He isn’t sure how other apps feel about the changes Uber is pushing, but said there is “wiggle room” to alter the proposal based on feedback and he can see other companies finding benefits in the model.

“We’ve got a proposal that will work, but now we just need to engage.”

Tara Deschamps, The Canadian Press


Like us on Facebook and follow us on Twitter.

Want to support local journalism during the pandemic? Make a donation here.

Coronavirusride hailingUber

Get local stories you won't find anywhere else right to your inbox.
Sign up here

Just Posted

Nanaimo city council voted unanimously Monday to pass a bylaw establishing the foundation for a new downtown business improvement association. (Chris Bush/News Bulletin)
City of Nanaimo adopts bylaw to create new downtown business improvement association

Chamber of commerce says next steps will be a board of directors and five-year strategic plan

Nanaimo-Ladysmith school district teachers’ union, and its counterparts from Mount Arrowsmith district, seek stricter COVID-19 rules. (News Bulletin file)
Nanaimo-Ladysmith teachers’ union asks health authority for stricter COVID-19 measures

Teachers ask for vaccine, more online learning, mask mandate for primary students

B.C. Finance Minister Selina Robinson outlines the province’s three-year budget in Victoria, April 20, 2021. (B.C. government video)
B.C. deficit to grow by $19 billion for COVID-19 recovery spending

Pandemic-year deficit $5 billion lower than forecast

Chakalaka Bar & Grill remains open in defiance of orders from Island Health to close. (Cole Schisler photo)
Island Health seeks injunction against restaurant defying COVID-19 orders

VIHA says Chakalaka Bar and Grill also violating water and sewer regulations with RV hook-ups

Nanaimo Fire Rescue investigator Mark Jonah probes the scene of a blaze that destroyed two apartments on Sunday, April 18. The cause of the blaze has not been determined. (Chris Bush/News Bulletin)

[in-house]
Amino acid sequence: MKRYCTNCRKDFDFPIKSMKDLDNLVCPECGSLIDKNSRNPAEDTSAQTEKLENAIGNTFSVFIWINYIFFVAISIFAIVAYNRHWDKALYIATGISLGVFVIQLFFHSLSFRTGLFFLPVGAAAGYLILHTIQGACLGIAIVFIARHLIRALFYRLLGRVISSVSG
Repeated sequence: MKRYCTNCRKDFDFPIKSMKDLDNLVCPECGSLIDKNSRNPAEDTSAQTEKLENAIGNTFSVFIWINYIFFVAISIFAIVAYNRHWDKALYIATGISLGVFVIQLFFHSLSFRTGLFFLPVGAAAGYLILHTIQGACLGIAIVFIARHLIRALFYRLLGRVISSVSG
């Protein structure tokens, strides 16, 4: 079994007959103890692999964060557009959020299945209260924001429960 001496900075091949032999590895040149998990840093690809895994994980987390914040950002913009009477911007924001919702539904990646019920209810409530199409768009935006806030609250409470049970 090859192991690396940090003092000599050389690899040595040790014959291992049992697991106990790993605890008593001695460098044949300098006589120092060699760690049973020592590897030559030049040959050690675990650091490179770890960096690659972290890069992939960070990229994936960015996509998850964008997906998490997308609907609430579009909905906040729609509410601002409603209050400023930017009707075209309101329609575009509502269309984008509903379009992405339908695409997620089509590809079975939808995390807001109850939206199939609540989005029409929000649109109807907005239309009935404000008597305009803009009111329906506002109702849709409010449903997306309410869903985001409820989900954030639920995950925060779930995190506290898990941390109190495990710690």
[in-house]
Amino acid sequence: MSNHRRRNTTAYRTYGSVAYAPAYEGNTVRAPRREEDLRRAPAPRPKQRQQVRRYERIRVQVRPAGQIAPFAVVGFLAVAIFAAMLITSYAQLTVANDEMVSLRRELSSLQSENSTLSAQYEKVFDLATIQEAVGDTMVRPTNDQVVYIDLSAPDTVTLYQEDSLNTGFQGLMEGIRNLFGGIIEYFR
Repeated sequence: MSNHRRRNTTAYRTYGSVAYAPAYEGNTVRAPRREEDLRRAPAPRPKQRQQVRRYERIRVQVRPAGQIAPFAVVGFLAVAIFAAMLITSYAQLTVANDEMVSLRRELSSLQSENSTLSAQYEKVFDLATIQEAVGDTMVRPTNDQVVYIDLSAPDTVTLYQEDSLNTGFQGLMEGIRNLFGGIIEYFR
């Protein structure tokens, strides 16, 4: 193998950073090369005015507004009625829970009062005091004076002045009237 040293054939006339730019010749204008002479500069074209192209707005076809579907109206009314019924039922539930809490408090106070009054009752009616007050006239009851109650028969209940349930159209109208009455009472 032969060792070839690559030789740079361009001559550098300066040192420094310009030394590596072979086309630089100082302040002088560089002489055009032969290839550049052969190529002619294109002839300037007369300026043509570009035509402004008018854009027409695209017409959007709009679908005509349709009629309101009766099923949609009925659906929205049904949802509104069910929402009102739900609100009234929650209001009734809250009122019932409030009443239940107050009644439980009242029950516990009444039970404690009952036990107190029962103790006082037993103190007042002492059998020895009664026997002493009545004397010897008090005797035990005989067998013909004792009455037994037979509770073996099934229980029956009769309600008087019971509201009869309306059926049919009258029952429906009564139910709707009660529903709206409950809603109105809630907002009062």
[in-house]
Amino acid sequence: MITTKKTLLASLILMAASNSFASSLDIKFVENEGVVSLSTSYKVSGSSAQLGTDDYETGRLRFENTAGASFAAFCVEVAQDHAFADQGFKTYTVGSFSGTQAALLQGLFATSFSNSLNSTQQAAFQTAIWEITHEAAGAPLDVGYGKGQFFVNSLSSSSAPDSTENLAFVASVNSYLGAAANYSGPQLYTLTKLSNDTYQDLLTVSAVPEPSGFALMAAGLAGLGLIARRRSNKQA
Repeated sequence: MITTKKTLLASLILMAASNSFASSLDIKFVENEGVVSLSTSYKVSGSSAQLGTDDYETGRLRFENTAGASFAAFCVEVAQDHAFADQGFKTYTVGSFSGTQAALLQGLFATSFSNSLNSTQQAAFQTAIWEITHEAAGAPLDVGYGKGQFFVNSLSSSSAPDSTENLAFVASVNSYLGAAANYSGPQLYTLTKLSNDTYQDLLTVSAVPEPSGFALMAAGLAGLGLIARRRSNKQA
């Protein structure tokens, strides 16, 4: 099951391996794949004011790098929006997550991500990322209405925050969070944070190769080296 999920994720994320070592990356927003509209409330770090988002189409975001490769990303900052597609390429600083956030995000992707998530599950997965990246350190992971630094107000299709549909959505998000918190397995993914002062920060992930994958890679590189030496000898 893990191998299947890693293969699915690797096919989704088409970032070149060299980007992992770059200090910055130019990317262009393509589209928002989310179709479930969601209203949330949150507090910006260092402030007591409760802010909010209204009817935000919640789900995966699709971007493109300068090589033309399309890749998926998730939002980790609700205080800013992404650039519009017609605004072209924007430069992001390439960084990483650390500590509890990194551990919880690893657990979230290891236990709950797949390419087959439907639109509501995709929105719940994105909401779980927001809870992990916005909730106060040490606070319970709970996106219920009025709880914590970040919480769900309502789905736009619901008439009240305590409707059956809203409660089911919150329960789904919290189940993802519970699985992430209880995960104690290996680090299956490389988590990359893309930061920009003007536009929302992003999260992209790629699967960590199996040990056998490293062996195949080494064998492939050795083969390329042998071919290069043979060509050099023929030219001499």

UPDATE: RCMP say Wakesiah Avenue fire was arson, suspect has been arrested

35-year-old man arrested for allegedly starting fire lived in the complex

A man pauses at a coffin after carrying it during a memorial march to remember victims of overdose deaths in Vancouver. THE CANADIAN PRESS/Darryl Dyck
B.C. announces historic half-billion-dollar funding for overdose crisis, mental health

Of it, $152 million will be used to address the opioid crisis and see the creation of 195 new substance use treatment beds

Children’s backpacks and shoes are seen at a CEFA (Core Education and Fine Arts) Early Learning daycare franchise, in Langley, B.C., on Tuesday May 29, 2018. THE CANADIAN PRESS/Darryl Dyck
B.C. budget to expand $10-a-day child care, but misses the mark on ‘truly universal’ system

$111 million will be used to fund 3,750 new $10-a-day spaces though 75 additional ChildCareBC universal prototype sites over the next three years.

The City of Nanaimo will further investigate an initiative to set up two 12-cabin sites to create transitional emergency housing for people experiencing homelessness. (Black Press file photo)
City of Nanaimo will ask for expressions of interest to operate tiny cabin sites

Staff expresses concern about workload, councillor says sheltering people must take priority

Ambulance paramedic in full protective gear works outside Lion’s Gate Hospital, March 23, 2020. Hospitals are seeing record numbers of COVID-19 patients more than a year into the pandemic. (The Canadian Press)
B.C.’s COVID-19 infection rate declines, 849 cases Tuesday

Up to 456 people now in hospital, 148 in intensive care

Christy Clark, who was premier from 2011 to 2017, is the first of several present and past politicians to appear this month before the Cullen Commission, which is investigating the causes and impact of B.C.’s money-laundering problem over the past decade. (Darryl Dyck/Canadian Press)
Christy Clark says she first learned of money-laundering spike in 2015

The former B.C. premier testified Tuesday she was concerned the problem was ‘apparently at an all-time high’

Police executed a search warrant at the Devils Army Clubhouse on Petersen road in Campbell River on August 10, 2017.
Murder trial into 2016 Campbell River killing underway in Victoria

Ricky Alexander is charged with the first-degree murder of John Dillon Brown

Most Read